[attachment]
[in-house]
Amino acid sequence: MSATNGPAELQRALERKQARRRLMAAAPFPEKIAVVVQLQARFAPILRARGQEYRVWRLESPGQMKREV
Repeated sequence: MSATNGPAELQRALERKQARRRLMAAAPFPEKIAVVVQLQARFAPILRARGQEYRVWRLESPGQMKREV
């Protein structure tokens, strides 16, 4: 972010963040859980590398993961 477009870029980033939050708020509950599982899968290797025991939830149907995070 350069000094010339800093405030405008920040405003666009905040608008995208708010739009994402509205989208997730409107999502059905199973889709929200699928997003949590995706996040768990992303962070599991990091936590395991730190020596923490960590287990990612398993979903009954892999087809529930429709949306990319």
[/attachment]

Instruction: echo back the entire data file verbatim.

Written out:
[in-house]
Amino acid sequence: MSATNGPAELQRALERKQARRRLMAAAPFPEKIAVVVQLQARFAPILRARGQEYRVWRLESPGQMKREV
Repeated sequence: MSATNGPAELQRALERKQARRRLMAAAPFPEKIAVVVQLQARFAPILRARGQEYRVWRLESPGQMKREV
């Protein structure tokens, strides 16, 4: 972010963040859980590398993961 477009870029980033939050708020509950599982899968290797025991939830149907995070 350069000094010339800093405030405008920040405003666009905040608008995208708010739009994402509205989208997730409107999502059905199973889709929200699928997003949590995706996040768990992303962070599991990091936590395991730190020596923490960590287990990612398993979903009954892999087809529930429709949306990319």